How will it work as a series? Even though it cost him what could have been a great gig, Bryson does seem to value Simone’s input, and their futures are going to be interwoven, both professionally and personally. This is a setup that we’ve seen before many times, and though it’s formulaic to a degree, these characters should help it stand apart.
How long will it last? Reviews seem to be pretty good, which is a major get for a remake of a movie so many years after its initial release. It already lost some of its viewers going from episode one to two, and they’re not as impressive as other series on BET. The network feels like a good fit, and I suspect this one will get a shot to prove itself in a second season.

Pilot grade: B

What I’m Watching: This Is Us

This Is Us: Season 3, Episode 12 “Songbird Road: Part Two” (B)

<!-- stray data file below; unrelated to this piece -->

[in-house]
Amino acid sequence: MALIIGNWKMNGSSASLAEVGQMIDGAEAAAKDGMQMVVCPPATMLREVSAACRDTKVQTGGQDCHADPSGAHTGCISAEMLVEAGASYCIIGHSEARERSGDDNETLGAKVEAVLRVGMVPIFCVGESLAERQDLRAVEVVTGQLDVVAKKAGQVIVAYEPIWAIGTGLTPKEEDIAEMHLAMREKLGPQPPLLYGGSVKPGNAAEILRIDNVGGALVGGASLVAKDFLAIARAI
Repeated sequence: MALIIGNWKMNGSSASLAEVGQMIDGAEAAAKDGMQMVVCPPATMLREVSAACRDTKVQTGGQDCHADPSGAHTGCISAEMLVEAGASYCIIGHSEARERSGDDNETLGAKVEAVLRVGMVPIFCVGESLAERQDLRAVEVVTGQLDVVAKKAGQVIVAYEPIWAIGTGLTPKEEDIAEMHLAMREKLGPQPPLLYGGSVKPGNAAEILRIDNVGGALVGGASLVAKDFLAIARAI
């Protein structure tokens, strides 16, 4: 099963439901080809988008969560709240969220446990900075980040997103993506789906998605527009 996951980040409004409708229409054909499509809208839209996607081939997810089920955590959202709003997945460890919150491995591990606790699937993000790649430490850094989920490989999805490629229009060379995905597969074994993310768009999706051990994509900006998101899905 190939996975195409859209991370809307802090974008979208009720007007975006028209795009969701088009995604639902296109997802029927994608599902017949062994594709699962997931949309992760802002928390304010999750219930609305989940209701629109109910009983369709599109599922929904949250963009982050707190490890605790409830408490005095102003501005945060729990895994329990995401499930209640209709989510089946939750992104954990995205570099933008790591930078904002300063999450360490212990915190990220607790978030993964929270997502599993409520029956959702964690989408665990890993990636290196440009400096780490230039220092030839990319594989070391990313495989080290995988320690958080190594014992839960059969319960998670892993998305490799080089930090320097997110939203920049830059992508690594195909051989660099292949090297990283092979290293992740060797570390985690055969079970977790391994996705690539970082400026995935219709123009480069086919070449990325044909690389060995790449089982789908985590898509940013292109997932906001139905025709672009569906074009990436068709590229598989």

It sure seems like Rebecca knew a lot about the parental figures absent from her children’s lives and didn’t tell them, always sitting down to talk about the secret goings-on she doesn’t want to discuss in front of them. Nicky was not particularly kind to Rebecca in his takedown of Kevin as a movie star who wanted to have a great story to tell by saving his uncle, and it’s clear that so many years away from society and being shunned as an embarrassment by his brother have made it difficult for him to function around other people. The most regrettable part of the entire affair is seeing what Kevin failing to pull off the incredible feat that his father could have did to him, prompting him to drink again and sink back into the depression he was experiencing before this hopeful reunion took over his every thought. Let’s hope Rebecca notices and tries to help him before he ends up completely isolated like Nicky, with Zoe already apparently not returning his calls. It was sweet to see Kate and Randall have some time to bond as they reminisced about their sequin fight with Jack, both remembering it in vastly different ways that spoke to Jack’s mental state and his ability to put on a good face in front of his children. Getting let in to their childhood home helped them to realize that it didn’t look at all the same, and it was nice to see Kate return home with ideas of a backyard for her family while Randall is going to have to be more present at home while Beth goes out of town to help her mom.